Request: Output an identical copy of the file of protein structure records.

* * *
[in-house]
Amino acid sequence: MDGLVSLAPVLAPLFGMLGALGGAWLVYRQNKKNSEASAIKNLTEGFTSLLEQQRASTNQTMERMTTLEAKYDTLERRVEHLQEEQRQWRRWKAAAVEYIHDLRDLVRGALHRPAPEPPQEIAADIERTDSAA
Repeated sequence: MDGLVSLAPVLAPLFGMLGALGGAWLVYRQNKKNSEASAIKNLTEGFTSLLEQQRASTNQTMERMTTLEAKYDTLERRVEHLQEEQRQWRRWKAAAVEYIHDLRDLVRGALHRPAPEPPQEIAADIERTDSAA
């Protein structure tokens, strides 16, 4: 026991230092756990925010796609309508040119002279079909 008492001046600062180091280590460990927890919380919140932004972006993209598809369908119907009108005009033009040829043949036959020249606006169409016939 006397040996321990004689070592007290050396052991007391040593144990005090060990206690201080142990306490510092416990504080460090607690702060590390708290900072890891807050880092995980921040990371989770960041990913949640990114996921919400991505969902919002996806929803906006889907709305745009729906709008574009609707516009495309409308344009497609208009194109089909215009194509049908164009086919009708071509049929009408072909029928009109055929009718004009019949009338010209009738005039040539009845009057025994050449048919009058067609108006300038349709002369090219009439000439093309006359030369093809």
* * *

[in-house]
Amino acid sequence: MDGLVSLAPVLAPLFGMLGALGGAWLVYRQNKKNSEASAIKNLTEGFTSLLEQQRASTNQTMERMTTLEAKYDTLERRVEHLQEEQRQWRRWKAAAVEYIHDLRDLVRGALHRPAPEPPQEIAADIERTDSAA
Repeated sequence: MDGLVSLAPVLAPLFGMLGALGGAWLVYRQNKKNSEASAIKNLTEGFTSLLEQQRASTNQTMERMTTLEAKYDTLERRVEHLQEEQRQWRRWKAAAVEYIHDLRDLVRGALHRPAPEPPQEIAADIERTDSAA
């Protein structure tokens, strides 16, 4: 026991230092756990925010796609309508040119002279079909 008492001046600062180091280590460990927890919380919140932004972006993209598809369908119907009108005009033009040829043949036959020249606006169409016939 006397040996321990004689070592007290050396052991007391040593144990005090060990206690201080142990306490510092416990504080460090607690702060590390708290900072890891807050880092995980921040990371989770960041990913949640990114996921919400991505969902919002996806929803906006889907709305745009729906709008574009609707516009495309409308344009497609208009194109089909215009194509049908164009086919009708071509049929009408072909029928009109055929009718004009019949009338010209009738005039040539009845009057025994050449048919009058067609108006300038349709002369090219009439000439093309006359030369093809």